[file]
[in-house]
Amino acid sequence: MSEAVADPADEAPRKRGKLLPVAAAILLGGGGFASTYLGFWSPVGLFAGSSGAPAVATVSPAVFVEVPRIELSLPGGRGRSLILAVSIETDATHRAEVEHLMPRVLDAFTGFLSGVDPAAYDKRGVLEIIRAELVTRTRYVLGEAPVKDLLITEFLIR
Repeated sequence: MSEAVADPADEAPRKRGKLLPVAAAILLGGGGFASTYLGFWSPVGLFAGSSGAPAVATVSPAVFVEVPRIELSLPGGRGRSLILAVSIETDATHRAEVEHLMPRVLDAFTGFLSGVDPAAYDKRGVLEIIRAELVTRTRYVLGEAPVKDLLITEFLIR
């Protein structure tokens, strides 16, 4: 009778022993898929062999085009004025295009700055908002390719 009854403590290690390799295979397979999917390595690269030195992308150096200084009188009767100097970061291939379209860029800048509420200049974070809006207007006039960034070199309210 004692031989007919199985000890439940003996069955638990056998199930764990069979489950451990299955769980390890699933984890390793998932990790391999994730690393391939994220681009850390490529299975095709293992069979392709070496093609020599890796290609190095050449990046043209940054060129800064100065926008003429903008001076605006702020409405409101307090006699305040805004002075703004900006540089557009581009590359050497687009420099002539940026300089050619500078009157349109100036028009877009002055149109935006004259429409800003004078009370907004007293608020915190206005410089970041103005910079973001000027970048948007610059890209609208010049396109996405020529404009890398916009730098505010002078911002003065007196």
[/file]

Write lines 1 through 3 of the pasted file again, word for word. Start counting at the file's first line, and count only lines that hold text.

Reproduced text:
[in-house]
Amino acid sequence: MSEAVADPADEAPRKRGKLLPVAAAILLGGGGFASTYLGFWSPVGLFAGSSGAPAVATVSPAVFVEVPRIELSLPGGRGRSLILAVSIETDATHRAEVEHLMPRVLDAFTGFLSGVDPAAYDKRGVLEIIRAELVTRTRYVLGEAPVKDLLITEFLIR
Repeated sequence: MSEAVADPADEAPRKRGKLLPVAAAILLGGGGFASTYLGFWSPVGLFAGSSGAPAVATVSPAVFVEVPRIELSLPGGRGRSLILAVSIETDATHRAEVEHLMPRVLDAFTGFLSGVDPAAYDKRGVLEIIRAELVTRTRYVLGEAPVKDLLITEFLIR